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Analyzing High Frequency Currents and Techniques for Routing PCB Traces

This example shows how to use the RF PCB Toolbox to analyze the surface currents on the trace and focuses on the routing discipline that needs to be followed while designing the Mixed Signal PCB layout.

Build Trace

To analyze the currents on the trace, build a trace using traceLine object and visualize it.

trace = traceLine;
trace.StartPoint = [0 -20e-3];
trace.Length = [10 5*sqrt(2) 10 5*sqrt(2) 20 40 50]*1e-3;
trace.Angle  = [0 45 0 -45 0 90 180];
trace.Width  = 3e-3;
trace.Corner = "Sharp";
figure;
show(trace)

Create PCB Component of Trace

Use the pcbComponent object to create the PCB stack up for the trace. Use the dielectric object function and create a teflon dielectric. Use the traceRectangular object to create the ground plane for the PCB. Assign the trace, dielectric, and the groundplane to the Layers property of the pcbComponent. Visualize the PCB stack using the show function.

pcb = pcbComponent;
d = dielectric('Teflon');
groundplane = traceRectangular('Length', 60e-3,'Width',100e-3,'Center',[60e-3/2,0]);
pcb.Layers = {trace,d,groundplane};
pcb.FeedLocations = [0e-3,-20e-3,1,3;0e-3,20e-3,1,3];
pcb.BoardShape = groundplane;
pcb.FeedDiameter = trace.Width/2;
pcb.ViaDiameter = trace.Width/2;
figure;
show(pcb);

Surface Currents on PCB Trace and Ground Plane

Electromagnetic simulations for signals of different frequencies are shown here to visualize the paths in which the currents flow. The forward signal currents for each case are constrained to the trace. However, the return ground currents can flow anywhere on the ground plane.

Use the current function to plot the current distribution at 100 MHz.

figure;
current(pcb,0.1e9,'scale','log');
title('Current at 100 MHz');

The figure shows that there is a red line between the two feed locations i.e, Source and Load, which means the current on the ground plane choses the path of least resistance and returns directly from the source to the load. A small amount of the ground current flows along the signal path (light red), while even smaller amounts flow in between these two paths as indicated by the blue color of much of the plane.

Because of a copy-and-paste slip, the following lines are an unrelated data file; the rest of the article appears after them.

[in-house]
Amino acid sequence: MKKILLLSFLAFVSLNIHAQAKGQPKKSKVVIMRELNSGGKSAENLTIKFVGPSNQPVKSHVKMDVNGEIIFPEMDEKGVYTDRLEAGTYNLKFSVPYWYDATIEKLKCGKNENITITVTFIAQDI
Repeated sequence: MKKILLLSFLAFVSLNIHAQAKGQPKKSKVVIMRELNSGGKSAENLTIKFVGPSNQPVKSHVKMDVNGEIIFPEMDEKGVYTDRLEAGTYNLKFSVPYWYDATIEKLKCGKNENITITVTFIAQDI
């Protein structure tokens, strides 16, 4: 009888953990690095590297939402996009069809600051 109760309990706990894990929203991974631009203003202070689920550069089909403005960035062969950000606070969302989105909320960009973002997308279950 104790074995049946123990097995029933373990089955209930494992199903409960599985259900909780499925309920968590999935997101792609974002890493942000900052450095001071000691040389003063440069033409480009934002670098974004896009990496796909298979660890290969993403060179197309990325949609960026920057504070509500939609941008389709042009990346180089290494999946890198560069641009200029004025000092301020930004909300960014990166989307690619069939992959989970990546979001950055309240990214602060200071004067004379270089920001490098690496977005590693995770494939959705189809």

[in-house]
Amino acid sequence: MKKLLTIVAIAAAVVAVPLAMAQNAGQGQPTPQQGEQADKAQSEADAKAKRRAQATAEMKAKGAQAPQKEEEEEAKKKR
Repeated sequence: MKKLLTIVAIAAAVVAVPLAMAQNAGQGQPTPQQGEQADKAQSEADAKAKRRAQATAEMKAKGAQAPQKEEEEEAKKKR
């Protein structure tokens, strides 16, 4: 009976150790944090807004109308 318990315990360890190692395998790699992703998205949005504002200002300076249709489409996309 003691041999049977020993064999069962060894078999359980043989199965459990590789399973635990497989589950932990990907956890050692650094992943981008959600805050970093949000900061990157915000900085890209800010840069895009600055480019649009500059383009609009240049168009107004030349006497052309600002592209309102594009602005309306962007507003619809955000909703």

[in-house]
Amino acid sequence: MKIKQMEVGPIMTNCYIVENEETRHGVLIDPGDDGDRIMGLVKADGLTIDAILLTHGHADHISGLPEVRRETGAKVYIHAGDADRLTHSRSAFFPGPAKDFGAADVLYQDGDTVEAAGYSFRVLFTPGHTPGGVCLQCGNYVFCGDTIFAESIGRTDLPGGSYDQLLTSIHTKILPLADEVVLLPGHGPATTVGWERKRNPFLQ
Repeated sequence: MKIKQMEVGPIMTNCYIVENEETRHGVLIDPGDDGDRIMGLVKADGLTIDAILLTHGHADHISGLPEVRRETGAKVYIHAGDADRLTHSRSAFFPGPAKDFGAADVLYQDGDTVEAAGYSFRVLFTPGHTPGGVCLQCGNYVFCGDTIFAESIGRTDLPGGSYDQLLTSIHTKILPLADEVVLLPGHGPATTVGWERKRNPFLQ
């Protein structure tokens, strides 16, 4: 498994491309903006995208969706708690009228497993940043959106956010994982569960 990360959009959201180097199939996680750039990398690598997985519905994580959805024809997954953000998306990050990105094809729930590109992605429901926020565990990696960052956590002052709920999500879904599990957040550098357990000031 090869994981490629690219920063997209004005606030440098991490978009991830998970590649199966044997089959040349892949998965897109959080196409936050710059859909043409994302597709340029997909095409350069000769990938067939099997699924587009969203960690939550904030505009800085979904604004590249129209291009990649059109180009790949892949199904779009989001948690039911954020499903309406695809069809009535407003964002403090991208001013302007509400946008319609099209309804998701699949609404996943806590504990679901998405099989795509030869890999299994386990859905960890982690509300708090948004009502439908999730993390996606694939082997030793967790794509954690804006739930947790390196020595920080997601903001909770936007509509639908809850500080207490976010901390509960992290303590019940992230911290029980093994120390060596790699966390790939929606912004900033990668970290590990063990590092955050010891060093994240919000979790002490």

As the frequency increases, the return currents on the ground plane flow exactly beneath the trace.

Use the current function to plot the current distribution at 500 MHz.

figure;
current(pcb,0.5e9,'scale','log');
title('Current at 500 MHz');

This figure shows that the return current on the ground plane flows only along the trace and doesnt flow between the source and load. As the frequency increases, the return currents on the ground plane flow exactly beneath the trace and this fact can be seen in the subsequent figures.

Use the current function to plot the current distribution at 2 GHz.

figure;
current(pcb,2e9,'scale','log');
title('Current at 2 GHz');

This results shows that the high frequency current on the ground plane flows beneath the trace and the routing of the PCB traces on the board becomes very critical and must be followed carefully to avoid cross talk with other traces.

Routing with Gap in Ground Plane

For mixed signal PCB layout, seperate the ground plane into analog ground and digital ground to reduce the interference between these traces. But splitting the ground plane and not following the routing discipline causes severe problems in the mixed signal PCB design. To understand this, use the same trace created in the above section but with a slit in the ground plane

Use the pcbComponent object to build the PCB Stack of the trace. Use traceRectangular to build two rectangular traces and subtract these traces from the ground plane to create the slit in the ground plane and visualise it.

pcb = pcbComponent;
d = dielectric('Teflon');
groundplane1 = traceRectangular('Length', 60e-3,'Width',100e-3,'Center',[60e-3/2,0]);
slit1 = traceRectangular('Length', 1e-3,'Width',48e-3,'Center',[20e-3,27e-3]);
slit2 = traceRectangular('Length', 1e-3,'Width',50e-3,'Center',[20e-3,-27e-3]);
groundplane = groundplane1-slit1-slit2;
pcb.Layers  = {trace,d,groundplane};
pcb.FeedLocations = [0e-3,-20e-3,1,3;0e-3,20e-3,1,3];
pcb.BoardShape = groundplane1;
pcb.FeedDiameter = trace.Width/2;
pcb.ViaDiameter = trace.Width/2;
figure;
show(pcb);

The slit in the ground plane is such that the trace above crosses the slit perpendicularly as shown in the figure.

Use the current function to plot the current distribution at 5 GHz. As there is a slit in the ground plane the currents cannot return directly beneath the trace and takes a longer route to return through the small joint where both the ground planes are attached.

figure;
current(pcb,5e9,'scale','log');
title('Current at 5 GHz with Slit Ground Plane');

The result shows that the return currents take a longer route and might interfere with the components placed in that area and introduce noise at that component. So even if the ground is seperated as an analog and digital ground, the routing of the traces is very important to design a PCB with less crosstalk and noise.

References

  1. Mark Fortunato, Successful PCB Grounding with Mixed-Signal Chips - Follow the Path of Least Impedance

  2. Henry W. Ott, Partitioning and Layout of a Mixed-Signal PCB.